Millwall and Colchester avoid FA punishment over fans booing players taking knee

The Football Association has chosen not to impose any disciplinary action on Millwall or Colchester after sections of their crowd booed players taking the knee.

Millwall’s Championship loss to Derby and Colchester’s win over Grimsby in League Two on December 5 were overshadowed by supporters opposing the Black Lives Matter campaign.

Despite a strong backlash, the FA has ruled against punishing either club.

It said in a statement: “The FA has conducted full and thorough investigations into the crowd-related incidents that took place at both The Den and JobServe Community Stadium on Saturday 5 December 2020.

“Having carefully considered these matters, including the observations from all relevant parties, we can confirm that no formal disciplinary action will be taken against the clubs concerned on this occasion.

“However, The FA would like to further clarify that anyone who chooses to take the knee will continue to receive our support as they highlight the inequality and injustice experienced by the Black community.

“To be clear, we do not see taking the knee as a political symbol, and would contend that there can now be no doubt as to what the gesture means in a footballing context.

“Therefore, going forward, The FA will continue to monitor and investigate should similar crowd-related incidents occur.

“The FA continues to support all players and clubs that wish to take a stand against any form of discrimination, and will always condemn the behaviours of anyone that chooses to actively oppose these values.”

The FA’s response comes as the Professional Footballers’ Association revealed that taking the knee as an act of solidarity against racism continues to have the overwhelming support of its members.

The players’ union says it has consulted with its membership and the vast majority want to continue taking the knee. The PFA also accused the EFL of showing “a lack of leadership” over the issue.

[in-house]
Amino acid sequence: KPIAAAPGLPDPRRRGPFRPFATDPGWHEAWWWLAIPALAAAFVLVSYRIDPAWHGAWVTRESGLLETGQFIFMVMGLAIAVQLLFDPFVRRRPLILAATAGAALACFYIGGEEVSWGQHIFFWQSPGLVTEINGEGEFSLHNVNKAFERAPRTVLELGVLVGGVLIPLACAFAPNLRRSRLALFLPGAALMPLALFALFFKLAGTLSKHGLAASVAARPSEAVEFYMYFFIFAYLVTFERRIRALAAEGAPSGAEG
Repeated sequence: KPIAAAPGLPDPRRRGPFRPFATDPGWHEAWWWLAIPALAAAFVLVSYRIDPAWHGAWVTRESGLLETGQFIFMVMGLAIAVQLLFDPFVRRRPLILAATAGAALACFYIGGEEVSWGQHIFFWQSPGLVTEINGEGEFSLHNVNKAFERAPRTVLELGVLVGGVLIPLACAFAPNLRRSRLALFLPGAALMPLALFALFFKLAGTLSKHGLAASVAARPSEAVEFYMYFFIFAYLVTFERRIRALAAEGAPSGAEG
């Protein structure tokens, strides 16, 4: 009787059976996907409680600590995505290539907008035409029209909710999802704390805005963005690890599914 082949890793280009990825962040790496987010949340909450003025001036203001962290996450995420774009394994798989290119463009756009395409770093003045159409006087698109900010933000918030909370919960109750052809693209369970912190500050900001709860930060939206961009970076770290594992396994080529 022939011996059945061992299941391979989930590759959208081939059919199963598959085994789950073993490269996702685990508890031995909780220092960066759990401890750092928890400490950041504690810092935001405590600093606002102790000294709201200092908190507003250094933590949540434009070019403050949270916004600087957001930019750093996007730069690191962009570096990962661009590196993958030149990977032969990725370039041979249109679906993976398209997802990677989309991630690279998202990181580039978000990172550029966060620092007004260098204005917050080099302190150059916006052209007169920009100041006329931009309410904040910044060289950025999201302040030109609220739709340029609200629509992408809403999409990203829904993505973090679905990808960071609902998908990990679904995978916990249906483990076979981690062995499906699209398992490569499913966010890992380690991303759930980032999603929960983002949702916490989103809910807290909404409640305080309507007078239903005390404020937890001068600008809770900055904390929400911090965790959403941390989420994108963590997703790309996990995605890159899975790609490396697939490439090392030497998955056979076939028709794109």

“Players overwhelmingly support continuing this act of solidarity despite any adverse responses that may be received,” a union statement said.

“The decision to take the knee before matches was initially made by Premier League captains during Project Restart, to show solidarity with black people facing discrimination globally.

“This powerful symbol of solidarity represents the players’ commitment to anti-racism and is not an endorsement of any political position. It is a peaceful act of unity that highlights a persistent and systemic issue.”

Millwall Supporters’ Club said the booing was targeted at the political views of the Black Lives Matter organisation, and not motivated by racism.

QPR players Ilias Chair and Bright Osayi-Samuel took the knee to celebrate a goal against Millwall.

QPR director of football Les Ferdinand feels taking the knee has become a
QPR director of football Les Ferdinand feels taking the knee has become a

Rangers’ director of football Les Ferdinand has previously spoken about how he feels the gesture has become “diluted” and is now “little more than good PR”.

Nevertheless, the PFA feels the continued support for the gesture among players provides the mandate for competitions to give it their full backing.

“While the Premier League has already committed to teams taking the knee for the duration of the season, players across the EFL have been left in a difficult position following a lack of leadership on the issue,” the PFA statement continued.

“The survey conducted by the PFA has shown overwhelming support for continuing to take a knee, and we hope this gives the EFL and the clubs involved the information needed to support the players.”

An EFL spokesman said: “Taking the knee has, quite rightly, been a player-led initiative taken in support of the anti-discrimination and anti-racism message across football and wider society.

“The league’s position, which has remained consistent throughout this period and is a position shared across the professional game, is that we will continue to respect and support the decision of individual players who wish to take this form of action as we respect players’ freedom of expression on this issue.

“By definition it has to be an individuals’ choice as to whether they wish to ‘take a knee’ before a match if it is to remain an effective stance.

“We have provided guidance to match officials and clubs to help them support players on match days and the position has remained the same since the return of EFL fixtures in June so there shouldn’t be any confusion on this matter.

“We will continue to listen to the players’ views as part of our ongoing work with football’s wider stakeholders to tackle all forms of discrimination in our game.”